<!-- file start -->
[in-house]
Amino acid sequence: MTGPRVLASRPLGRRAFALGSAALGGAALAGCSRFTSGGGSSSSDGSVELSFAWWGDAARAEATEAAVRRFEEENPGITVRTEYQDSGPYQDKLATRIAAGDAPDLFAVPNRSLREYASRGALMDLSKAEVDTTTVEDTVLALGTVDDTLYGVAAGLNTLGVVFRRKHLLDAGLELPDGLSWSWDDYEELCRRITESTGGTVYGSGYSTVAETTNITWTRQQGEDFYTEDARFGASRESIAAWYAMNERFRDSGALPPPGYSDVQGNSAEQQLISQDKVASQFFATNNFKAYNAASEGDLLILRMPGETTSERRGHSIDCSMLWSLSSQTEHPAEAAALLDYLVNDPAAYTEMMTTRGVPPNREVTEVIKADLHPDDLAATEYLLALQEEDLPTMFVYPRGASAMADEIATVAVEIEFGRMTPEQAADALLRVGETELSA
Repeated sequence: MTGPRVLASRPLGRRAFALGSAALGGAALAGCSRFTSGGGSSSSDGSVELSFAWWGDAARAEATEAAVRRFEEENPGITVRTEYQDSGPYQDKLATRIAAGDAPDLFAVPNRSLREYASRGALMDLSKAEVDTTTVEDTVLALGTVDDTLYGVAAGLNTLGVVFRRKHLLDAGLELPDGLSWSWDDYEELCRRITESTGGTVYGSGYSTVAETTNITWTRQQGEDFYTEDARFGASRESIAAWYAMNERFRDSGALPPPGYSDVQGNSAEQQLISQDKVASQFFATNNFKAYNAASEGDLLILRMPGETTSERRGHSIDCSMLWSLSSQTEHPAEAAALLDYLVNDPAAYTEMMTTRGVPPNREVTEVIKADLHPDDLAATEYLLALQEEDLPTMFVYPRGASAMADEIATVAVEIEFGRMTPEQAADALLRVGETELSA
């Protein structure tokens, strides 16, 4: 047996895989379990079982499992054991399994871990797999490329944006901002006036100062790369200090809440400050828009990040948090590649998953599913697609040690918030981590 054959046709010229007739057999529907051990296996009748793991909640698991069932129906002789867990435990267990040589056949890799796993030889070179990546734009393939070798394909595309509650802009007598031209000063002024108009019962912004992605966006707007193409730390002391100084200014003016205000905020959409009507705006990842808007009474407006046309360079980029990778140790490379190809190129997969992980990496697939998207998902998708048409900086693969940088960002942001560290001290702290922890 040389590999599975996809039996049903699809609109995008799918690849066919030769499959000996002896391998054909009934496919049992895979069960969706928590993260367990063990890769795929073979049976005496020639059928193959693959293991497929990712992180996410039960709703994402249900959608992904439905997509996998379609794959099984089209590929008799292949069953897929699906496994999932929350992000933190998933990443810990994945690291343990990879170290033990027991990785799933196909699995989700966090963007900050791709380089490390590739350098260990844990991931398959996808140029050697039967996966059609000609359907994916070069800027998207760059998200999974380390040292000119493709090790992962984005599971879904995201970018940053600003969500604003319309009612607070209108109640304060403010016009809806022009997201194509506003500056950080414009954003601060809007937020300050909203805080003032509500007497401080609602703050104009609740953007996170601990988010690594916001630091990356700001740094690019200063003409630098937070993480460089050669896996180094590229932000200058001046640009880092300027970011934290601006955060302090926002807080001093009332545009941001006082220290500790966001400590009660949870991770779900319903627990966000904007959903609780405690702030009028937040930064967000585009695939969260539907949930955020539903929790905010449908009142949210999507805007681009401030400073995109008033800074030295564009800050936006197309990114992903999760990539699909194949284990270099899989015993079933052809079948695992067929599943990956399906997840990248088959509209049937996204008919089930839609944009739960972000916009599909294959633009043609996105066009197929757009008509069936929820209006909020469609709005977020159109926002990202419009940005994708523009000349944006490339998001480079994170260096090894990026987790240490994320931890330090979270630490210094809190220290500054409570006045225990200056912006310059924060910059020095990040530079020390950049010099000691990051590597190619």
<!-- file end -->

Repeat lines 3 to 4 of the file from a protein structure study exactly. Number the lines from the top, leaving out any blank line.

Repeated sequence: MTGPRVLASRPLGRRAFALGSAALGGAALAGCSRFTSGGGSSSSDGSVELSFAWWGDAARAEATEAAVRRFEEENPGITVRTEYQDSGPYQDKLATRIAAGDAPDLFAVPNRSLREYASRGALMDLSKAEVDTTTVEDTVLALGTVDDTLYGVAAGLNTLGVVFRRKHLLDAGLELPDGLSWSWDDYEELCRRITESTGGTVYGSGYSTVAETTNITWTRQQGEDFYTEDARFGASRESIAAWYAMNERFRDSGALPPPGYSDVQGNSAEQQLISQDKVASQFFATNNFKAYNAASEGDLLILRMPGETTSERRGHSIDCSMLWSLSSQTEHPAEAAALLDYLVNDPAAYTEMMTTRGVPPNREVTEVIKADLHPDDLAATEYLLALQEEDLPTMFVYPRGASAMADEIATVAVEIEFGRMTPEQAADALLRVGETELSA
């Protein structure tokens, strides 16, 4: 047996895989379990079982499992054991399994871990797999490329944006901002006036100062790369200090809440400050828009990040948090590649998953599913697609040690918030981590 054959046709010229007739057999529907051990296996009748793991909640698991069932129906002789867990435990267990040589056949890799796993030889070179990546734009393939070798394909595309509650802009007598031209000063002024108009019962912004992605966006707007193409730390002391100084200014003016205000905020959409009507705006990842808007009474407006046309360079980029990778140790490379190809190129997969992980990496697939998207998902998708048409900086693969940088960002942001560290001290702290922890 040389590999599975996809039996049903699809609109995008799918690849066919030769499959000996002896391998054909009934496919049992895979069960969706928590993260367990063990890769795929073979049976005496020639059928193959693959293991497929990712992180996410039960709703994402249900959608992904439905997509996998379609794959099984089209590929008799292949069953897929699906496994999932929350992000933190998933990443810990994945690291343990990879170290033990027991990785799933196909699995989700966090963007900050791709380089490390590739350098260990844990991931398959996808140029050697039967996966059609000609359907994916070069800027998207760059998200999974380390040292000119493709090790992962984005599971879904995201970018940053600003969500604003319309009612607070209108109640304060403010016009809806022009997201194509506003500056950080414009954003601060809007937020300050909203805080003032509500007497401080609602703050104009609740953007996170601990988010690594916001630091990356700001740094690019200063003409630098937070993480460089050669896996180094590229932000200058001046640009880092300027970011934290601006955060302090926002807080001093009332545009941001006082220290500790966001400590009660949870991770779900319903627990966000904007959903609780405690702030009028937040930064967000585009695939969260539907949930955020539903929790905010449908009142949210999507805007681009401030400073995109008033800074030295564009800050936006197309990114992903999760990539699909194949284990270099899989015993079933052809079948695992067929599943990956399906997840990248088959509209049937996204008919089930839609944009739960972000916009599909294959633009043609996105066009197929757009008509069936929820209006909020469609709005977020159109926002990202419009940005994708523009000349944006490339998001480079994170260096090894990026987790240490994320931890330090979270630490210094809190220290500054409570006045225990200056912006310059924060910059020095990040530079020390950049010099000691990051590597190619």